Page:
Thursday, December 30, 2010


I was shooting video at a high school basketball game the other night, when I heard a squeal from the stands and someone calling my name. I glanced over in the general direction and thought, "Nah, that can't mean me" before sliding my gaze back to the action on the court.

That's when I got hit- with a whoosh of hair gel and a swish of long hair, lip gloss and gum- with a hug. One of the maids of honor from the wedding where I had cross my personal boundaries of gruffness to get the family portraits finished last July was practically dancing in front of me, all high school excitement and popular girl glee.

"The photos turned out so good! You are so awesome!" she said, bouncing in her Uggs. I grin and I know, despite how I agonized over it last summer, that the images I shot had the desired effect and the effort, no matter how intense, was worth it. She has fallen under the spell of her big sister's wedding photos, and the two hours spent posing at the church and moving to the riverfront and posing some more and going out on the golf course and then- wait! I'm sorry, what? really? Okay, wedding party, more on the veranda, please!- now feels totally worth it to this 15-year-old who chatters on about her PSATs and Christmas break and her sister's arrival date from the other side of the country for the holidays.

"You are so welcome, sweetie," I say sincerely, and I hug her right back.

As I haul my gear out of the gymnasium doors three periods later, I do a little victory dance in the parking lot, a Rocky style fist pump as well as one can when encumbered with a tripod AND a monopod. Five months later, I'm officially redeemed, validated, and so appreciative of this teenage girl whose thanks- expressed in her own authentic way- means more to me than she knows. The gratitude? Is all mine this time.

Sunday, December 12, 2010

Pets, You'll Be the Death of Me

Fred? Is a punk ass. He somehow lost his collar when I was in India. No one has seen it. A few nights after I got back, when I was still jet-lagged and sick and reeling from reverse culture shock and spending four consecutive days holed up in the Harrytown Tusic Mall shooting "Bye Bye Birdie" as performed by ten-year-olds, my lazy cat turned busted out some kung fu moves, the likes of which I haven't seen since that time a bat got into my apartment, and ran out of the house.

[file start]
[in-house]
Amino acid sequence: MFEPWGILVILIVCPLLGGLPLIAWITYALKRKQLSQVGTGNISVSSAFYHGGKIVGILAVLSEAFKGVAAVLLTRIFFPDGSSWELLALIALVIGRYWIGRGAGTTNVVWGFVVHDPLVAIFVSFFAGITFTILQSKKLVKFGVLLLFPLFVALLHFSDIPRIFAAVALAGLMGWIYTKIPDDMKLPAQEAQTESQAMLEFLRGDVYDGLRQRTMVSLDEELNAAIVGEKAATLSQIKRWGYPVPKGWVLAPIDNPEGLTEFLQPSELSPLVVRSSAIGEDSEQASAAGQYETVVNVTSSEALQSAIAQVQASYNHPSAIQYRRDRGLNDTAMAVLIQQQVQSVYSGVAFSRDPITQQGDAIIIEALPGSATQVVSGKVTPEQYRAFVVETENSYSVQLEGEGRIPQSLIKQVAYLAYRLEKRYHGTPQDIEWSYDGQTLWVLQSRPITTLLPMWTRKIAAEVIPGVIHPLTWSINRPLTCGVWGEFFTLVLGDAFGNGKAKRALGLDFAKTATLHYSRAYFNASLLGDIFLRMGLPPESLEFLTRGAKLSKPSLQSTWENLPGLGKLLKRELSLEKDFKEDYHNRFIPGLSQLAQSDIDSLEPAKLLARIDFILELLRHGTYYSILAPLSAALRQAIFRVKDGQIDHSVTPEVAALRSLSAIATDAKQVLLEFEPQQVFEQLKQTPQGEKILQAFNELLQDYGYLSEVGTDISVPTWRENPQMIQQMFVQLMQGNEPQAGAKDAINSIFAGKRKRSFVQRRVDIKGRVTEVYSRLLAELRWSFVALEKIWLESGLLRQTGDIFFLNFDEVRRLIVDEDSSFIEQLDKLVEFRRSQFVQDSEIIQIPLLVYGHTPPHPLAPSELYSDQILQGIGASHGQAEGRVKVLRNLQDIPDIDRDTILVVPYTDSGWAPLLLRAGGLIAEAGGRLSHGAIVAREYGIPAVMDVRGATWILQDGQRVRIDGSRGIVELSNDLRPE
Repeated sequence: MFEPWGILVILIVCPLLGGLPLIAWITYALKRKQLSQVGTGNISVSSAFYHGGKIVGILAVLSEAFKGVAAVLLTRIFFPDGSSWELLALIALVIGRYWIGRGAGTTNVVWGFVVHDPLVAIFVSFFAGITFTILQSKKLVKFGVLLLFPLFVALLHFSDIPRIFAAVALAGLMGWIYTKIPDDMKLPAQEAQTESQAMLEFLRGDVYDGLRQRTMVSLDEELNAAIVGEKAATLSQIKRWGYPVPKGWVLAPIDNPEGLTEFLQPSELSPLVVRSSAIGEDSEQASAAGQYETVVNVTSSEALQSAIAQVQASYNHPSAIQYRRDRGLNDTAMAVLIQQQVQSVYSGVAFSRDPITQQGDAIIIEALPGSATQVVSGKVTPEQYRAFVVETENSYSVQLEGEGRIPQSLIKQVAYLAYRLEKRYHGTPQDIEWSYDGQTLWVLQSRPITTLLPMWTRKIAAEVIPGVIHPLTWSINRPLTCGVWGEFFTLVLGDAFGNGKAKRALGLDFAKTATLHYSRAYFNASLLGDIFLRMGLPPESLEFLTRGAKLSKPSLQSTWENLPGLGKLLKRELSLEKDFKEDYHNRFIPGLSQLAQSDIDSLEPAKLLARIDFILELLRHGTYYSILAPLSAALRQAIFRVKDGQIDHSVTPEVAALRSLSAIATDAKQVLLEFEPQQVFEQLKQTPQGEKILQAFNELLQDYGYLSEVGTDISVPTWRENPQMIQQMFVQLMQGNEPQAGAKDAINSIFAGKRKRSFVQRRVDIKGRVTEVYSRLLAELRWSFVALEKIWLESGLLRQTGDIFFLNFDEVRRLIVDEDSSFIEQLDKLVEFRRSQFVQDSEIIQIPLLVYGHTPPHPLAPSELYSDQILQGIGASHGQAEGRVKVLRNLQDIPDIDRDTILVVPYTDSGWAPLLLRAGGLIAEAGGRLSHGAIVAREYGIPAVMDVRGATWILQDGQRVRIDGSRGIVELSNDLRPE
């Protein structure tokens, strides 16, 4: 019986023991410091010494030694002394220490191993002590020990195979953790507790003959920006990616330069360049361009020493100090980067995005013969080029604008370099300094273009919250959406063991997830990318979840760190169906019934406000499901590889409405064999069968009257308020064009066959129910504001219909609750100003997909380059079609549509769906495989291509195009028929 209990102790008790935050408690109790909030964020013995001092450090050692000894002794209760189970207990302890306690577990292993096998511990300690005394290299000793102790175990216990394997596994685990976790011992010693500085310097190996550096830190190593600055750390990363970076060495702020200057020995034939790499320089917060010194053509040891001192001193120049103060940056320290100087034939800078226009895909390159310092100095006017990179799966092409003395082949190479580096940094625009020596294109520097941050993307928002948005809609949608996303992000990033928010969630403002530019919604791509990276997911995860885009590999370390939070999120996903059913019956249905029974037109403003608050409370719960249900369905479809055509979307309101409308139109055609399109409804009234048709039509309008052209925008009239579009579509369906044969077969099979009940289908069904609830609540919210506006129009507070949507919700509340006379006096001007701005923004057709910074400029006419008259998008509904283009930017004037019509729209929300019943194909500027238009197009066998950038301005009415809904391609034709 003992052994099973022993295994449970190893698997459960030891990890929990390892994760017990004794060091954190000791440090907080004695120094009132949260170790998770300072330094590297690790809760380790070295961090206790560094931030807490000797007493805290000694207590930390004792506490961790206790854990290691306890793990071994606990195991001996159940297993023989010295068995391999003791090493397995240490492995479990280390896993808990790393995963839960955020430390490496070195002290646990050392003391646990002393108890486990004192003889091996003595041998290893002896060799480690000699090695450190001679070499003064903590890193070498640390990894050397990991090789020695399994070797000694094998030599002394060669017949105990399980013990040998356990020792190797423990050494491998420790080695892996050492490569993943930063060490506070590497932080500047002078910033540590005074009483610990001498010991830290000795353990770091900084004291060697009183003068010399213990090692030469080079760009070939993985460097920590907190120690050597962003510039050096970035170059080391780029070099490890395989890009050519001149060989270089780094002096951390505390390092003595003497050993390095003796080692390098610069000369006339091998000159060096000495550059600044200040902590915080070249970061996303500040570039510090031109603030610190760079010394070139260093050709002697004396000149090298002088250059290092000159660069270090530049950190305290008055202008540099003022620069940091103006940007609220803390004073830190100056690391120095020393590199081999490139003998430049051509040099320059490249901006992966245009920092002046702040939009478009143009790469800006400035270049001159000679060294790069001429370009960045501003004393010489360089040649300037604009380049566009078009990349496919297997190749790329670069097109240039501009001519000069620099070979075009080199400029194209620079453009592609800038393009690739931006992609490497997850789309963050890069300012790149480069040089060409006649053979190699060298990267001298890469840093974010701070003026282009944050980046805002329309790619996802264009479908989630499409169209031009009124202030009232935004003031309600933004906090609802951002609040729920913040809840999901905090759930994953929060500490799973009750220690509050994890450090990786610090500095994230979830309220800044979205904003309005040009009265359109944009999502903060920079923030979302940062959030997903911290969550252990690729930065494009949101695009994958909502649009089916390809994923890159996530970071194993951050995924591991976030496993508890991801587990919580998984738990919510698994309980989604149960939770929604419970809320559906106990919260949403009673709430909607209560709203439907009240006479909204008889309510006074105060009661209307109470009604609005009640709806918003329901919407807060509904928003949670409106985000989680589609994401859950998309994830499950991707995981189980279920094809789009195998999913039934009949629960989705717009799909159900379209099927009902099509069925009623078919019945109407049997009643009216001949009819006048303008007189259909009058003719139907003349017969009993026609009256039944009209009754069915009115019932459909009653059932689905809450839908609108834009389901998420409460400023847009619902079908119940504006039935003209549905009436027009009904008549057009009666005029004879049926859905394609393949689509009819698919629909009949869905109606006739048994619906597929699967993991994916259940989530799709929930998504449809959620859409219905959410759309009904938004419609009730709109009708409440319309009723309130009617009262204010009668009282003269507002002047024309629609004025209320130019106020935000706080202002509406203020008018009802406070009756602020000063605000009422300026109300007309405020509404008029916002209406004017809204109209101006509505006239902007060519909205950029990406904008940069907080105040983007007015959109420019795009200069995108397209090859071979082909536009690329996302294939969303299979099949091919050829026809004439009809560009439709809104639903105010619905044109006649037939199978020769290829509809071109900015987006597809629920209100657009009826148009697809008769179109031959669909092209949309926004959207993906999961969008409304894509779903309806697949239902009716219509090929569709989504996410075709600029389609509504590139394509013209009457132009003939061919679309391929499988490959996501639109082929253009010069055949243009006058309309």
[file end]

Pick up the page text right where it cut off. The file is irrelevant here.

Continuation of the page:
Again. I am the smarter species! I should know better! I actually managed to block him on his first lunge but then everybody was kung fu fighting and blammo, he was under the deck.

I was trying to get him back myself because I was afraid Joel would kill me for not catching him- AGAIN- because we've been going through more of this kind of jackassholery than usual recently. I'm... in a very special place right now. I'm always special, which is why Fred and I have an understanding, but lately... hoo boy. Being married to me is a treat, let me tell you. Time to get my meds re-evaluated! Yay!

Anyway, cut to 20 minutes later, we realize that Fred has strayed from his usual routine of ducking under the deck to sniff the house and the reason we can't get him out from under the deck is because he has ventured into the woods. The oh-so-itchy poison ivy-strewn woods next to our house. Of course, he's not wearing his IDs because he got rid of his collar and stashed it somewhere, so we can't even hear the bell that he usually has on.

Joel and I are alternately shining flashlights on him and trying to cajole him toward us with fistfuls of rotisserie chicken when he darts my way. All of sudden Fred thinks his Crookshanks at the Whomping Willow or some shit. I dive for him- and miss- flat on my stomach and HE DISAPPEARS AGAIN, this time running toward the house. oel has wedged himself under the deck and as we creep around snarking at each other, "I can't believe you dived and missed!" "Yeah, well, there was a LOG under that bush and it really hurt, you know." "You? I still have bruised rib from when he ran outside before Thanksgiving!" and other mature exchanges.

We're really staring to worry, the two of us, straining and shimmying and snarking with fistfuls of moist and increasingly warming fistfuls of chicken when Fred meows. We look up to see him pawing at the backdoor, all, "I'm done with outside time now! Open the door for me, please." And now I'm covered in poison ivy- turns out the roots and stems are still exposed even if the frost has killed the leaves.

You know the Christmas carol about the holly and the ivy? It's stuck in my head. You know, "The holly and the ivy, When they are both full grown, Of all the trees that are in the wood, The holly wears the crown.: Yeah, well, of all the trees that are in the woods, my cat has to dart under the one still wrapped in ivy vines. I am so itchy. No one is wearing a crown, but Fred has a brand new collar with the biggest dorkiest bell ever and new ID tags, and I am incredibly itchy.